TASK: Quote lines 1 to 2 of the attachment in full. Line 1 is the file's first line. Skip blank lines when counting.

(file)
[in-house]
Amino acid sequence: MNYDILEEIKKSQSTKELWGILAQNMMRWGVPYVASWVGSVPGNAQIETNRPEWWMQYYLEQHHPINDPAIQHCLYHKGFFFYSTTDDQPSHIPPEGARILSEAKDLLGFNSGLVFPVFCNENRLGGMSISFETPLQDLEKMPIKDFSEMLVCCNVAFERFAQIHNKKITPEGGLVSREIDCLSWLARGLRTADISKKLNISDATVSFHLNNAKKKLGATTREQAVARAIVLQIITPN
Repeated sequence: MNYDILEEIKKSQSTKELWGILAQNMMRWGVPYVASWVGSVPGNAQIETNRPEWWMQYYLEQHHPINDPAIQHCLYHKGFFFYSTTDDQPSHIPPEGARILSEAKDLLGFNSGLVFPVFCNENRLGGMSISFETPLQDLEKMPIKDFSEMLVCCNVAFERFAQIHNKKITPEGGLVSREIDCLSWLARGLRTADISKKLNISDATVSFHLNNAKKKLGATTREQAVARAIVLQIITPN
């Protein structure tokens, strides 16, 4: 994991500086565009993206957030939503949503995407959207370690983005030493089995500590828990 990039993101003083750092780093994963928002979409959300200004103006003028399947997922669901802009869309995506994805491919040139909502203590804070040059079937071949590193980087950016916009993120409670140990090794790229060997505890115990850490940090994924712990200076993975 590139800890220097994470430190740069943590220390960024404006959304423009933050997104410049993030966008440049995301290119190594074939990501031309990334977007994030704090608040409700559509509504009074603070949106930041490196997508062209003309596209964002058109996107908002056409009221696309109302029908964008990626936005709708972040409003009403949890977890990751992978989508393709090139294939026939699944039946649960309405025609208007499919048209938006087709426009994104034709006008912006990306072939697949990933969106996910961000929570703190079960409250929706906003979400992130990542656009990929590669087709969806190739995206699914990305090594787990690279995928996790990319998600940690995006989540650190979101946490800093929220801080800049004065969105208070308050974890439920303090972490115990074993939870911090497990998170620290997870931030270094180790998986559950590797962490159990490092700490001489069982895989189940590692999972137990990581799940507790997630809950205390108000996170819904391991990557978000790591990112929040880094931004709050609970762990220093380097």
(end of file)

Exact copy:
[in-house]
Amino acid sequence: MNYDILEEIKKSQSTKELWGILAQNMMRWGVPYVASWVGSVPGNAQIETNRPEWWMQYYLEQHHPINDPAIQHCLYHKGFFFYSTTDDQPSHIPPEGARILSEAKDLLGFNSGLVFPVFCNENRLGGMSISFETPLQDLEKMPIKDFSEMLVCCNVAFERFAQIHNKKITPEGGLVSREIDCLSWLARGLRTADISKKLNISDATVSFHLNNAKKKLGATTREQAVARAIVLQIITPN